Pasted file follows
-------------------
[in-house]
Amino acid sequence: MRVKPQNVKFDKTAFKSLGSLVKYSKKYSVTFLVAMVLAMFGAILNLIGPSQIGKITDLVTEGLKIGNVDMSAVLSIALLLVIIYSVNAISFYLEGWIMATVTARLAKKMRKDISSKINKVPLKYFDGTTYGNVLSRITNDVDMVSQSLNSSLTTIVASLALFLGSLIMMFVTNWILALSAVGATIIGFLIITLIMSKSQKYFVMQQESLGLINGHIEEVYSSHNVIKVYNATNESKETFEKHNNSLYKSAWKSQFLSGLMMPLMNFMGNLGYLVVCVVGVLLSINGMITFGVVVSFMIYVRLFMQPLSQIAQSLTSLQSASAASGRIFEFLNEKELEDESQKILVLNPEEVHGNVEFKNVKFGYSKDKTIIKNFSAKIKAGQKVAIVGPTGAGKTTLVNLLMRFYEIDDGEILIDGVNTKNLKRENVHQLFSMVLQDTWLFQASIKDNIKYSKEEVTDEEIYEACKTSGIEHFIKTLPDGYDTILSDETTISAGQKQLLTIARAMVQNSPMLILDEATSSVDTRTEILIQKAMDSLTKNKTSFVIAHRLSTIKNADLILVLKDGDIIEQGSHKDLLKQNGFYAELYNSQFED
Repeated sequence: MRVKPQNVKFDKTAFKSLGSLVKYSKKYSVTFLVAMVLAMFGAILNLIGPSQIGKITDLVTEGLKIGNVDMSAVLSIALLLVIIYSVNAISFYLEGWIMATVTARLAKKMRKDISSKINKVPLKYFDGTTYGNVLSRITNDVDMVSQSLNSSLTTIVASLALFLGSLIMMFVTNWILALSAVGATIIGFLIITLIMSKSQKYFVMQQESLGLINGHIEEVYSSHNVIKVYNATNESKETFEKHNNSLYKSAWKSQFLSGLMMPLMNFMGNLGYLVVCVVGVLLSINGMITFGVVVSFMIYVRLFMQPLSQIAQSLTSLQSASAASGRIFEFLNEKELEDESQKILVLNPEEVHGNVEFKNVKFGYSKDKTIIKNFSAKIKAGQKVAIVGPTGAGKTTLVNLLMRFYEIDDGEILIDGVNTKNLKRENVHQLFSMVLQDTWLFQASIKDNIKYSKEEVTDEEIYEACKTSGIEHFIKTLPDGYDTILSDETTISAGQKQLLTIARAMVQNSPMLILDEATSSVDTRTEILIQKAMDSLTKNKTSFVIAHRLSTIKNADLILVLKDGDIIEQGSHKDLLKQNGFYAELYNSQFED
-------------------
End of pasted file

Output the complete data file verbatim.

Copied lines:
[in-house]
Amino acid sequence: MRVKPQNVKFDKTAFKSLGSLVKYSKKYSVTFLVAMVLAMFGAILNLIGPSQIGKITDLVTEGLKIGNVDMSAVLSIALLLVIIYSVNAISFYLEGWIMATVTARLAKKMRKDISSKINKVPLKYFDGTTYGNVLSRITNDVDMVSQSLNSSLTTIVASLALFLGSLIMMFVTNWILALSAVGATIIGFLIITLIMSKSQKYFVMQQESLGLINGHIEEVYSSHNVIKVYNATNESKETFEKHNNSLYKSAWKSQFLSGLMMPLMNFMGNLGYLVVCVVGVLLSINGMITFGVVVSFMIYVRLFMQPLSQIAQSLTSLQSASAASGRIFEFLNEKELEDESQKILVLNPEEVHGNVEFKNVKFGYSKDKTIIKNFSAKIKAGQKVAIVGPTGAGKTTLVNLLMRFYEIDDGEILIDGVNTKNLKRENVHQLFSMVLQDTWLFQASIKDNIKYSKEEVTDEEIYEACKTSGIEHFIKTLPDGYDTILSDETTISAGQKQLLTIARAMVQNSPMLILDEATSSVDTRTEILIQKAMDSLTKNKTSFVIAHRLSTIKNADLILVLKDGDIIEQGSHKDLLKQNGFYAELYNSQFED
Repeated sequence: MRVKPQNVKFDKTAFKSLGSLVKYSKKYSVTFLVAMVLAMFGAILNLIGPSQIGKITDLVTEGLKIGNVDMSAVLSIALLLVIIYSVNAISFYLEGWIMATVTARLAKKMRKDISSKINKVPLKYFDGTTYGNVLSRITNDVDMVSQSLNSSLTTIVASLALFLGSLIMMFVTNWILALSAVGATIIGFLIITLIMSKSQKYFVMQQESLGLINGHIEEVYSSHNVIKVYNATNESKETFEKHNNSLYKSAWKSQFLSGLMMPLMNFMGNLGYLVVCVVGVLLSINGMITFGVVVSFMIYVRLFMQPLSQIAQSLTSLQSASAASGRIFEFLNEKELEDESQKILVLNPEEVHGNVEFKNVKFGYSKDKTIIKNFSAKIKAGQKVAIVGPTGAGKTTLVNLLMRFYEIDDGEILIDGVNTKNLKRENVHQLFSMVLQDTWLFQASIKDNIKYSKEEVTDEEIYEACKTSGIEHFIKTLPDGYDTILSDETTISAGQKQLLTIARAMVQNSPMLILDEATSSVDTRTEILIQKAMDSLTKNKTSFVIAHRLSTIKNADLILVLKDGDIIEQGSHKDLLKQNGFYAELYNSQFED